Is Alabama next? Bakers to be fined up to $150k for refusing gay customers
BIRMINGHAM, Ala. — In 2013, bakery owners Aaron and Melissa Klein of Sweet Cakes by Melissa refused to bake a wedding cake for a same-sex commitment ceremony, citing their religious beliefs. Now they are being fined up to $150,000.
There are several similarities to the situation leading to the Kleins’ predicament and recent developments in Alabama. Gay marriage was not yet legal in Oregon when the Kleins’ made their decision not to make the couple’s cake; voters had passed a state constitutional amendment similar to Alabama’s in 2004.
But just as happened in Alabama in January, a district judge overturned the constitutional amendment in May 2014, making same-sex marriage legal in Oregon.
Rachel Cryer and Laurel Bowman, the couple requesting the cake, filed a discrimination complaint with the Oregon Bureau and Labor—the body that is now fining the Kleins. The legal action caused the Kleins to close their bakery’s doors, and the family is saying the fine will likely bankrupt them and their five children.
While there have been no such actions yet in Alabama, there are some who believe the state should get out in front of any similar situations.
Radio host Matt Murphy, who has been particularly outspoken on the subject, told Yellowhammer in an interview Tuesday that he believes Alabama’s legislators should be proactive in preventing confrontations like the Kleins’ from occurring.
Mr. Murphy said he recommends a “Religious Liberties Act” that would “clearly state that if you are in a business which you may be asked to violate your heartfelt religious beliefs in the exercise of your business, you have the right to deny service.”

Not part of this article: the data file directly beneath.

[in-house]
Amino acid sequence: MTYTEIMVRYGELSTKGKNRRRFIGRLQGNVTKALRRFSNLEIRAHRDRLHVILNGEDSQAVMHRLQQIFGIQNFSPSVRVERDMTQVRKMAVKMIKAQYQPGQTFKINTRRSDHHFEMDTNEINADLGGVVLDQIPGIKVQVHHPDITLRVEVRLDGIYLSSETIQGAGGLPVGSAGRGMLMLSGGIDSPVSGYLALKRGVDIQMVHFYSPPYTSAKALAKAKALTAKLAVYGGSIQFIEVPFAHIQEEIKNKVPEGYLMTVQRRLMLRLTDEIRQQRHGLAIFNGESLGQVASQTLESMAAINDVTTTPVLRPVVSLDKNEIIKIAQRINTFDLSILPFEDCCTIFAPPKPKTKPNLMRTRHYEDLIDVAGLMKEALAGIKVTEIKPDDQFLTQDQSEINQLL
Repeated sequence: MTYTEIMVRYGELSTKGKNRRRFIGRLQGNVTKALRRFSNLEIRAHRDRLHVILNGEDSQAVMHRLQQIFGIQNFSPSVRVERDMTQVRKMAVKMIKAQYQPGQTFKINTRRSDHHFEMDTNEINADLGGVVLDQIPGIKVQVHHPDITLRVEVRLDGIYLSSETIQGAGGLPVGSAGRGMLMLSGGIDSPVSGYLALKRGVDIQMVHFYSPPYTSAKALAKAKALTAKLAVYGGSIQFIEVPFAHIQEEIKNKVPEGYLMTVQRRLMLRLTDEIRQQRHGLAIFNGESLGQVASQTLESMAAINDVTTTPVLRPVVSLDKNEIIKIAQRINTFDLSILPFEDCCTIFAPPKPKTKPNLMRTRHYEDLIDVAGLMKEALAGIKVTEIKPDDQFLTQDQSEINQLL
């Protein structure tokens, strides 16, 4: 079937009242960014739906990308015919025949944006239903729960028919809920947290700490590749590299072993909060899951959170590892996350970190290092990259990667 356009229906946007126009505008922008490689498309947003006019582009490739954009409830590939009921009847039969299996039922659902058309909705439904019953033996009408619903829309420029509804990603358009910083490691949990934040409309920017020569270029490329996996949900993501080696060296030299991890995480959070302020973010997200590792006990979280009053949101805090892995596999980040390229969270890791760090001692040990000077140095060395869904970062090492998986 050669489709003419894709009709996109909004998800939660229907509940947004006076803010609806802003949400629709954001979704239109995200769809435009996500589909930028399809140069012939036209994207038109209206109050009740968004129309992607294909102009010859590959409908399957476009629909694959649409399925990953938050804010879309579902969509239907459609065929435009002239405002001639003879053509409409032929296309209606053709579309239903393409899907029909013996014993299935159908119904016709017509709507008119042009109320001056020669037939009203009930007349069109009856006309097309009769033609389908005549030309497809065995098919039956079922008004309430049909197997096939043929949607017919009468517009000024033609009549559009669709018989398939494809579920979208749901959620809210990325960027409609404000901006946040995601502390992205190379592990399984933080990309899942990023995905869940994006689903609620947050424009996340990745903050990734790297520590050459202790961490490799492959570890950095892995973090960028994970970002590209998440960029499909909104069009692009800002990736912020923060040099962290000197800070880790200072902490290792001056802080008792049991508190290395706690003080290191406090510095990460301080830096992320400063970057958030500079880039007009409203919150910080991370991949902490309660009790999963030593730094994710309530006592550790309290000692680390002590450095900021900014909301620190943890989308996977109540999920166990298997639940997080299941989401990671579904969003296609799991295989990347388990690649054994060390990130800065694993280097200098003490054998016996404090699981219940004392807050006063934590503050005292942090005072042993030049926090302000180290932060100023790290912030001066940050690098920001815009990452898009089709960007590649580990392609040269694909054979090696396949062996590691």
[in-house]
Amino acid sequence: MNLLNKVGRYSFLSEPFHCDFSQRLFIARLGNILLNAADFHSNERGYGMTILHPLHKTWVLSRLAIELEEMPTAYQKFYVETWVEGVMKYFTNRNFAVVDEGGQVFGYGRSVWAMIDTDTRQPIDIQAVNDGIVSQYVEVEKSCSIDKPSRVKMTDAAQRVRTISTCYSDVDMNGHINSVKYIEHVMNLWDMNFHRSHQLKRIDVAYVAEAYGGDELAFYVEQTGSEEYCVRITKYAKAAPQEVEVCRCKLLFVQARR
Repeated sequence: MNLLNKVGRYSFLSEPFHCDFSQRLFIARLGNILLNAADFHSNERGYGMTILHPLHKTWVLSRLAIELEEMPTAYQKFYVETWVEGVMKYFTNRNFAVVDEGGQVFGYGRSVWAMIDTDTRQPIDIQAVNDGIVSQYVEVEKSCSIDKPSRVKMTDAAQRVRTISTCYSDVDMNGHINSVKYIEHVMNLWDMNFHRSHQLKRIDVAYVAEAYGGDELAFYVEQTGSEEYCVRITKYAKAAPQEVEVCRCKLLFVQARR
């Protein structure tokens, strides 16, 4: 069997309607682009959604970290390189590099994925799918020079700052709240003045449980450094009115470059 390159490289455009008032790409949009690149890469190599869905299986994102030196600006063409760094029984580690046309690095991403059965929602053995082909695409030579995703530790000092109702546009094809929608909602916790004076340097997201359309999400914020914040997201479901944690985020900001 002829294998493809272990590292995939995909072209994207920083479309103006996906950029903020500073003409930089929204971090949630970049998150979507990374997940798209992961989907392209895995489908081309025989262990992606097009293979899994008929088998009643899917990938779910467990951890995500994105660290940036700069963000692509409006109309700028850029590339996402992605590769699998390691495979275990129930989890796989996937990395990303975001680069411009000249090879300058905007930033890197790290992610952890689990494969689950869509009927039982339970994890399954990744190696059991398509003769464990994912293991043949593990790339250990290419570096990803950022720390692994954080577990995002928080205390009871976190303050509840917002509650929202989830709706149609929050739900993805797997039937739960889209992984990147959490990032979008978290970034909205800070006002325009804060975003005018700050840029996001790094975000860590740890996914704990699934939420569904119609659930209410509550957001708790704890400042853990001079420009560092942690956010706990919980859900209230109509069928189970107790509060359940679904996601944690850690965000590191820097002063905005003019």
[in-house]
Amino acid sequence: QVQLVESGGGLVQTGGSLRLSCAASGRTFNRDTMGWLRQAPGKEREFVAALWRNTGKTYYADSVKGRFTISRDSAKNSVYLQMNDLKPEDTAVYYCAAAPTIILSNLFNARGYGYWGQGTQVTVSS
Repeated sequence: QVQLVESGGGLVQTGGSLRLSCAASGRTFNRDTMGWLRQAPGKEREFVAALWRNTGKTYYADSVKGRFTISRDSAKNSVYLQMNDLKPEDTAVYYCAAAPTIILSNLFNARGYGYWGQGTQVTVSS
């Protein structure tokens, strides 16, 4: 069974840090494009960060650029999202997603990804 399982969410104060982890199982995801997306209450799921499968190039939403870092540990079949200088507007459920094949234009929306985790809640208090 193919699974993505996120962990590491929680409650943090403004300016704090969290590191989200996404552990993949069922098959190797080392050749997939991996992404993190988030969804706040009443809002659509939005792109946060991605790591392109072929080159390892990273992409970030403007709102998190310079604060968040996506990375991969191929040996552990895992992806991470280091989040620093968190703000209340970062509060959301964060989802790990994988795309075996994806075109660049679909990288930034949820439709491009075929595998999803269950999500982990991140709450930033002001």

“I think it’s one of our founding principles, and a founding amendment to the Constitution clearly supersedes, especially when it is a heartfelt religious conviction,” he continued. “In the same way that the Supreme Court is expected to argue that the Constitutional rights of two gay people override the will of the people of Alabama, I would argue (for) the Constitutional rights of a religious person that truly believes that participating in a ceremony like that is going to violate their religious beliefs.”
Examples of protected professions would be cake bakers, photographers, caterers, etc.
One of the most often heard arguments against private businesses refusing service to same-sex couples is that if the business sets up shop in a “public” space, they can’t say no to anyone who walks through their doors. Murphy disputed that line of reasoning, saying “There’s zero in the Constitution that says a private business cannot set up their business in the manner of their choosing.
“So if I decide I don’t want to have people in my business that color their hair purple,” Murphy said, “as frustrating as that might be for purple-haired people, I don’t have to do that.”
Sexual orientation is not one of the federally protected classes enumerated by the Civil Rights Act, Murphy mentioned. If they want those same considerations, he thinks the appropriate tactic would be to lobby for a an update to the federal law. Though, that’s “begging for a Constitutional showdown with the 1st Amendment versus the 14th Amendment,” Murphy added.
With Alabama’s legislative session quickly approaching, Mr. Murphy’s suggestion of a “Religious Liberties Act” for the state could present some red meat for conservative state legislators who are looking to speak out against what they see as federal overreach into the state’s constitution.
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— Elizabeth BeShears (@LizEBeesh) January 21, 2015